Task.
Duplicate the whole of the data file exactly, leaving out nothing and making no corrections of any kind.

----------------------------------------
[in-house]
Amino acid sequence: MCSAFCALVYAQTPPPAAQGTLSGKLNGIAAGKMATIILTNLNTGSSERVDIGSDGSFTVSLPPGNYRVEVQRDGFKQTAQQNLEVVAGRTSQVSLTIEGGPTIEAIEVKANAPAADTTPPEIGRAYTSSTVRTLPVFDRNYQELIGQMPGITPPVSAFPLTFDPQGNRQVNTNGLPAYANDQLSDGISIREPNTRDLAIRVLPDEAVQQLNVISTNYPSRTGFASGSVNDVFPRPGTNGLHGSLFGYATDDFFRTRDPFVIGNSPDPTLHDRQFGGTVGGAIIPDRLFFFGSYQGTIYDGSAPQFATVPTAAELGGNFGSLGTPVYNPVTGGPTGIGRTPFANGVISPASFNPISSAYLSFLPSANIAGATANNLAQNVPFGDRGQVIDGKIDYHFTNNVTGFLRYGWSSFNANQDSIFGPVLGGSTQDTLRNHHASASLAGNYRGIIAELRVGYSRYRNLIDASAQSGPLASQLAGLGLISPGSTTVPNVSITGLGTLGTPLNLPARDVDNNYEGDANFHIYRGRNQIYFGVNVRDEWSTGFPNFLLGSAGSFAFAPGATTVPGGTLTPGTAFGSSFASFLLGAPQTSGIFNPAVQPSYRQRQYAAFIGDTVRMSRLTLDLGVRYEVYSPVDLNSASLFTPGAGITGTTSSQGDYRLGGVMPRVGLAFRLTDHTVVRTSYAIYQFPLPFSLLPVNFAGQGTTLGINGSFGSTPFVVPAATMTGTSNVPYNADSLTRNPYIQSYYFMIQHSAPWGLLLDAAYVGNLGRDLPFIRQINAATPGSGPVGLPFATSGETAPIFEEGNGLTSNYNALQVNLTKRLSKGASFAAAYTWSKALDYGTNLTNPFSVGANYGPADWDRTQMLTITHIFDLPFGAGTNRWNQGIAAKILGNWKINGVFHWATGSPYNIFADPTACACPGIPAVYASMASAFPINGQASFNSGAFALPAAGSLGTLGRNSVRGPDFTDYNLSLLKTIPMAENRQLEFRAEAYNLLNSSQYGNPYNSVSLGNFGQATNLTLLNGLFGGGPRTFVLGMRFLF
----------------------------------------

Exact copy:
[in-house]
Amino acid sequence: MCSAFCALVYAQTPPPAAQGTLSGKLNGIAAGKMATIILTNLNTGSSERVDIGSDGSFTVSLPPGNYRVEVQRDGFKQTAQQNLEVVAGRTSQVSLTIEGGPTIEAIEVKANAPAADTTPPEIGRAYTSSTVRTLPVFDRNYQELIGQMPGITPPVSAFPLTFDPQGNRQVNTNGLPAYANDQLSDGISIREPNTRDLAIRVLPDEAVQQLNVISTNYPSRTGFASGSVNDVFPRPGTNGLHGSLFGYATDDFFRTRDPFVIGNSPDPTLHDRQFGGTVGGAIIPDRLFFFGSYQGTIYDGSAPQFATVPTAAELGGNFGSLGTPVYNPVTGGPTGIGRTPFANGVISPASFNPISSAYLSFLPSANIAGATANNLAQNVPFGDRGQVIDGKIDYHFTNNVTGFLRYGWSSFNANQDSIFGPVLGGSTQDTLRNHHASASLAGNYRGIIAELRVGYSRYRNLIDASAQSGPLASQLAGLGLISPGSTTVPNVSITGLGTLGTPLNLPARDVDNNYEGDANFHIYRGRNQIYFGVNVRDEWSTGFPNFLLGSAGSFAFAPGATTVPGGTLTPGTAFGSSFASFLLGAPQTSGIFNPAVQPSYRQRQYAAFIGDTVRMSRLTLDLGVRYEVYSPVDLNSASLFTPGAGITGTTSSQGDYRLGGVMPRVGLAFRLTDHTVVRTSYAIYQFPLPFSLLPVNFAGQGTTLGINGSFGSTPFVVPAATMTGTSNVPYNADSLTRNPYIQSYYFMIQHSAPWGLLLDAAYVGNLGRDLPFIRQINAATPGSGPVGLPFATSGETAPIFEEGNGLTSNYNALQVNLTKRLSKGASFAAAYTWSKALDYGTNLTNPFSVGANYGPADWDRTQMLTITHIFDLPFGAGTNRWNQGIAAKILGNWKINGVFHWATGSPYNIFADPTACACPGIPAVYASMASAFPINGQASFNSGAFALPAAGSLGTLGRNSVRGPDFTDYNLSLLKTIPMAENRQLEFRAEAYNLLNSSQYGNPYNSVSLGNFGQATNLTLLNGLFGGGPRTFVLGMRFLF